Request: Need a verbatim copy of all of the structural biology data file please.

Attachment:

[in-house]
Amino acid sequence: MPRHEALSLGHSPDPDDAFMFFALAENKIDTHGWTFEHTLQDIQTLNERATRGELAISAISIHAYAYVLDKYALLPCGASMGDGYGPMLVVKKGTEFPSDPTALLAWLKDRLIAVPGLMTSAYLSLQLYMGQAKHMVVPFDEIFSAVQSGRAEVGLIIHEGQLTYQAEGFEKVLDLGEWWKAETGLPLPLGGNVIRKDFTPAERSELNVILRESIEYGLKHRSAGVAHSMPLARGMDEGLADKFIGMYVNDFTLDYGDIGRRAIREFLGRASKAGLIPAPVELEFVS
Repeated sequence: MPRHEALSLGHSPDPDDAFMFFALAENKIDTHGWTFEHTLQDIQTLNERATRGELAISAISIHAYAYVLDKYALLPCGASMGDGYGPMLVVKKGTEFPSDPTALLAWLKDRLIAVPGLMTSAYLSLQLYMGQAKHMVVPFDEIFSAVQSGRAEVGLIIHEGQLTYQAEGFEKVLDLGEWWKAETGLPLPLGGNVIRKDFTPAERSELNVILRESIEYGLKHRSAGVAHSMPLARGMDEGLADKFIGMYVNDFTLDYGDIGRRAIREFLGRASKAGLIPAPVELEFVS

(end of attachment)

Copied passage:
[in-house]
Amino acid sequence: MPRHEALSLGHSPDPDDAFMFFALAENKIDTHGWTFEHTLQDIQTLNERATRGELAISAISIHAYAYVLDKYALLPCGASMGDGYGPMLVVKKGTEFPSDPTALLAWLKDRLIAVPGLMTSAYLSLQLYMGQAKHMVVPFDEIFSAVQSGRAEVGLIIHEGQLTYQAEGFEKVLDLGEWWKAETGLPLPLGGNVIRKDFTPAERSELNVILRESIEYGLKHRSAGVAHSMPLARGMDEGLADKFIGMYVNDFTLDYGDIGRRAIREFLGRASKAGLIPAPVELEFVS
Repeated sequence: MPRHEALSLGHSPDPDDAFMFFALAENKIDTHGWTFEHTLQDIQTLNERATRGELAISAISIHAYAYVLDKYALLPCGASMGDGYGPMLVVKKGTEFPSDPTALLAWLKDRLIAVPGLMTSAYLSLQLYMGQAKHMVVPFDEIFSAVQSGRAEVGLIIHEGQLTYQAEGFEKVLDLGEWWKAETGLPLPLGGNVIRKDFTPAERSELNVILRESIEYGLKHRSAGVAHSMPLARGMDEGLADKFIGMYVNDFTLDYGDIGRRAIREFLGRASKAGLIPAPVELEFVS